She stands 14-and-a-half feet tall, weighs around two tons and Vermont can't wait for her to ascend the roof of the Statehouse in Montpelier. The statue of Ceres, goddess of Agriculture, is expected to be placed atop the golden dome on Friday, November 30, according to sculptor Chris Miller of Calais.
This will be the third version of Ceres to grace the Statehouse. The original was created by Larkin Mead in 1858. Ceres II took over 80 years ago, but was removed in early April this year. The pinewood statue was waterlogged and is still drying out after over seven months protected from the elements.
For this third incarnation of the Statehouse sculpture, Jerry Williams of Barre created a clay model using two blurry photographs of the original and drawings made by Mead as his guide.
The model was then given to Miller to create the third Ceres. Miller has been working 10-to-12-hour days since August to complete the sculpture. And he's confident it will be completed on schedule.
"It's expected November 30, and there's a very good chance it will be done by then," Miller says. But he won't rush the creation, that is expected to last for 150 years. "I have reserved the right, if it's not done, it's not going to go up. So if it takes more time, they'll delay it. But there's a fairly good chance we'll hit the date."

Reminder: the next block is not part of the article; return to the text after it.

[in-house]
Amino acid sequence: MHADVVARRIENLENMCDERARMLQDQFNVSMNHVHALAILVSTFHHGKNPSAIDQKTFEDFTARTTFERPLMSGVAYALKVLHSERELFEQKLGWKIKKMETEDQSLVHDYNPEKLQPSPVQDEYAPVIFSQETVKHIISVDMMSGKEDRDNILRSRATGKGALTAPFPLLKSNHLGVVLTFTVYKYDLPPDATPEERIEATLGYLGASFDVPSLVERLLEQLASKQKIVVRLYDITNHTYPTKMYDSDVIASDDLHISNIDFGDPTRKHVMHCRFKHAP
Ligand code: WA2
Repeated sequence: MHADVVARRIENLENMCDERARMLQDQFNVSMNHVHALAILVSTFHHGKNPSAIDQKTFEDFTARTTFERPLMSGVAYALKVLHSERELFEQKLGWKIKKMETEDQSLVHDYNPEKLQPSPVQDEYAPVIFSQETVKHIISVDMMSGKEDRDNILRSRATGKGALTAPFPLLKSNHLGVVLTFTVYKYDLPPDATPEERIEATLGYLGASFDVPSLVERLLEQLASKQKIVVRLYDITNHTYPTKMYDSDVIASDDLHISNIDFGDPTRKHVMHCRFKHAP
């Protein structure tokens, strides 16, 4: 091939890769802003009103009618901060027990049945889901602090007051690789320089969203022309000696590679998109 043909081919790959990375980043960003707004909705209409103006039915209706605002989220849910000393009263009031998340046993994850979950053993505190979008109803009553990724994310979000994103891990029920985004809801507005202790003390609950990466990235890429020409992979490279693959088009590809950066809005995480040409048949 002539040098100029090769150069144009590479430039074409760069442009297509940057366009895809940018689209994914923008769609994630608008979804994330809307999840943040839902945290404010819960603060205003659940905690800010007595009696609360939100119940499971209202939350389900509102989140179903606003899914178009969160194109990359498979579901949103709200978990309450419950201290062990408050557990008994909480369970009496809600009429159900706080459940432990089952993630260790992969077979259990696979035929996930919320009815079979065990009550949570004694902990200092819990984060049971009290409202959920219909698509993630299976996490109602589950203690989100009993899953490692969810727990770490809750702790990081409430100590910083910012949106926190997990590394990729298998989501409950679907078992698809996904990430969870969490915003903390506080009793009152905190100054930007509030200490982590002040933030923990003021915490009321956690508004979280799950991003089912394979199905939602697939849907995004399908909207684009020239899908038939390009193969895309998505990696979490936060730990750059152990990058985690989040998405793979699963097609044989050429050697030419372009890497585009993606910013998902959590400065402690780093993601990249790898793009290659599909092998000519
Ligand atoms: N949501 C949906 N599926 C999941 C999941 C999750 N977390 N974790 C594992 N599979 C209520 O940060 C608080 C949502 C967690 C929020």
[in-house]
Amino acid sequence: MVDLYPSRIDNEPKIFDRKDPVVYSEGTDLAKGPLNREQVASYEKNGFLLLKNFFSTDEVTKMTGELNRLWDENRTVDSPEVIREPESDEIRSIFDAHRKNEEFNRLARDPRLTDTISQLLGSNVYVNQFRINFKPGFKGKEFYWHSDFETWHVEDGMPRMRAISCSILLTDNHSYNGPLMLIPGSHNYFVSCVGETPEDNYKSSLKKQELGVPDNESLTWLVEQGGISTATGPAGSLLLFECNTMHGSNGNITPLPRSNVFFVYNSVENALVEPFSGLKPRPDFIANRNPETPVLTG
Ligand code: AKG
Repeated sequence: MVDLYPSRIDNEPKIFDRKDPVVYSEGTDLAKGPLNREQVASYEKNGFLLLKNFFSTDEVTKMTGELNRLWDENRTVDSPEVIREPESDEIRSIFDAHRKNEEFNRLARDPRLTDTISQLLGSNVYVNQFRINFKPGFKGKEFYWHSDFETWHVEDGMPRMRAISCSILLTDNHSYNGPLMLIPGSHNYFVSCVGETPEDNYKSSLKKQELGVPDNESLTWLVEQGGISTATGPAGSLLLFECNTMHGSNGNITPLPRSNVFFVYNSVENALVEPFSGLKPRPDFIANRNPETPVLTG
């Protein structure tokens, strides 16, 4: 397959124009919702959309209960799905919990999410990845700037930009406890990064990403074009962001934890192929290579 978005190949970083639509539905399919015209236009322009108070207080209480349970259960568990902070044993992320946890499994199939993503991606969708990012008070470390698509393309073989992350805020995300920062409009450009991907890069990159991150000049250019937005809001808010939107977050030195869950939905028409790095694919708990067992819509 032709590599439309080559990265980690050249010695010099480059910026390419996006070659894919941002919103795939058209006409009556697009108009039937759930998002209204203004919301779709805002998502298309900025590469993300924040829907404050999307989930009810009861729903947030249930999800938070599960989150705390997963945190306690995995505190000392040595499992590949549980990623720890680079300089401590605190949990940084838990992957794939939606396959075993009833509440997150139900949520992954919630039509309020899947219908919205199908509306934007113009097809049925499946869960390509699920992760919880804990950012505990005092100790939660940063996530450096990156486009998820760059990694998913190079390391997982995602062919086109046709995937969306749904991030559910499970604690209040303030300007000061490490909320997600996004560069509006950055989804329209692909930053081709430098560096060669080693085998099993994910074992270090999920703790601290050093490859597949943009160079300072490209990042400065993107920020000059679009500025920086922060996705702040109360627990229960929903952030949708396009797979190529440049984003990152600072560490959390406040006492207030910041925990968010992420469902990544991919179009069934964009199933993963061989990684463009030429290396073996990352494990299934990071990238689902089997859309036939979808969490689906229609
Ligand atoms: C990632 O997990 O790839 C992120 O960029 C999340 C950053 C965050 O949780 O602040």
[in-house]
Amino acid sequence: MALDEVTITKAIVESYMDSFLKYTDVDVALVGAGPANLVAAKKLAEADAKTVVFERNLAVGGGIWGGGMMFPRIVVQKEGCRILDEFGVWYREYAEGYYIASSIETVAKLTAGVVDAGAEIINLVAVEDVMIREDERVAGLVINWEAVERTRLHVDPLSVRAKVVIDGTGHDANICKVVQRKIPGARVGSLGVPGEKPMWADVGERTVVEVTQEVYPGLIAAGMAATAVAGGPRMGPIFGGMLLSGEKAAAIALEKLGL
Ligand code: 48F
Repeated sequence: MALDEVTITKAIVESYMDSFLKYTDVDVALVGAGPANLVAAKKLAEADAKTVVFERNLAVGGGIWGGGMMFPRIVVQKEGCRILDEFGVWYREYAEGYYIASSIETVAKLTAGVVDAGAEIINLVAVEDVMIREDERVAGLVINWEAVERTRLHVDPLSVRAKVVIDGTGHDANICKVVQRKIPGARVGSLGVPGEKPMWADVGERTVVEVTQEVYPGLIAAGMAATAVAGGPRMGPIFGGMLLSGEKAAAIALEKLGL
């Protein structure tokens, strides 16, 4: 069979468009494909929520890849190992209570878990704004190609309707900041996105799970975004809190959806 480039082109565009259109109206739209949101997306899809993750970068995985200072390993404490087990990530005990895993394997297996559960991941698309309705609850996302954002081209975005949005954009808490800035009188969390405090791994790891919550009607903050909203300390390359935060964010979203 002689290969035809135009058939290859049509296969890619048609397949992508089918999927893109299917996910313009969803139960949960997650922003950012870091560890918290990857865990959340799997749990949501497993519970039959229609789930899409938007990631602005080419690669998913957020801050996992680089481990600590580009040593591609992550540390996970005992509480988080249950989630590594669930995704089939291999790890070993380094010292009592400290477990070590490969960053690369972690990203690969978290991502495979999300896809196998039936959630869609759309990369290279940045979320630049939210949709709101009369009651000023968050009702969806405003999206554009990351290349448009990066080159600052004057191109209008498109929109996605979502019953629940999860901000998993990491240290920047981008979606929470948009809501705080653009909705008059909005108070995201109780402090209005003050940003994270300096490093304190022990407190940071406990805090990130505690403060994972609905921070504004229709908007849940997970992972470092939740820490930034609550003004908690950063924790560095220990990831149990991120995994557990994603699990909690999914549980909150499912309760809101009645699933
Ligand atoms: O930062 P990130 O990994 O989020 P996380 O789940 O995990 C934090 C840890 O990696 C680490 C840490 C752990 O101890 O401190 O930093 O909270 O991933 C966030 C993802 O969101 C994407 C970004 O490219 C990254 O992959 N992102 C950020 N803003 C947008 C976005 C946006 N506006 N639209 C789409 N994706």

As Miller chips away at the wood, visitors numbering in the thousands have stopped by the Barre Granite Museum to watch him work.
He says he often has to clear up two misconceptions about the sculpture. It's white not gold. The Statehouse dome is gold. And Vermont's Ceres statue has always been made of wood, even though some folks thought that previous incarnations were chiseled from granite or marble.
Broadcast on Wednesday, Nov. 14, 2018 at noon; rebroadcast at 7 p.m.